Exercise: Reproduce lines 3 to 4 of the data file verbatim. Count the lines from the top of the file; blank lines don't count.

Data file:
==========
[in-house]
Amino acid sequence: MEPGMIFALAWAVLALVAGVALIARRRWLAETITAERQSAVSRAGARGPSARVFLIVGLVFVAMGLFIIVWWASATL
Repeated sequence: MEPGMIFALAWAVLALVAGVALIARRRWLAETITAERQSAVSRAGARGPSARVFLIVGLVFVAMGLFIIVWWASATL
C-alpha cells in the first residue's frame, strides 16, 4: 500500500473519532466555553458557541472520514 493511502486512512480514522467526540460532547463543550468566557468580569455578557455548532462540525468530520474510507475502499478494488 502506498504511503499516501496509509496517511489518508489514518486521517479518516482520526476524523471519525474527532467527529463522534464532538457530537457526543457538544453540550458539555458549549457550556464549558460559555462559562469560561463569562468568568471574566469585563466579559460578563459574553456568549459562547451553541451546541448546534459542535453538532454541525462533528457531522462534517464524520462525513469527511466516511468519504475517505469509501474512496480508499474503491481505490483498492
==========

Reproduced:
Repeated sequence: MEPGMIFALAWAVLALVAGVALIARRRWLAETITAERQSAVSRAGARGPSARVFLIVGLVFVAMGLFIIVWWASATL
C-alpha cells in the first residue's frame, strides 16, 4: 500500500473519532466555553458557541472520514 493511502486512512480514522467526540460532547463543550468566557468580569455578557455548532462540525468530520474510507475502499478494488 502506498504511503499516501496509509496517511489518508489514518486521517479518516482520526476524523471519525474527532467527529463522534464532538457530537457526543457538544453540550458539555458549549457550556464549558460559555462559562469560561463569562468568568471574566469585563466579559460578563459574553456568549459562547451553541451546541448546534459542535453538532454541525462533528457531522462534517464524520462525513469527511466516511468519504475517505469509501474512496480508499474503491481505490483498492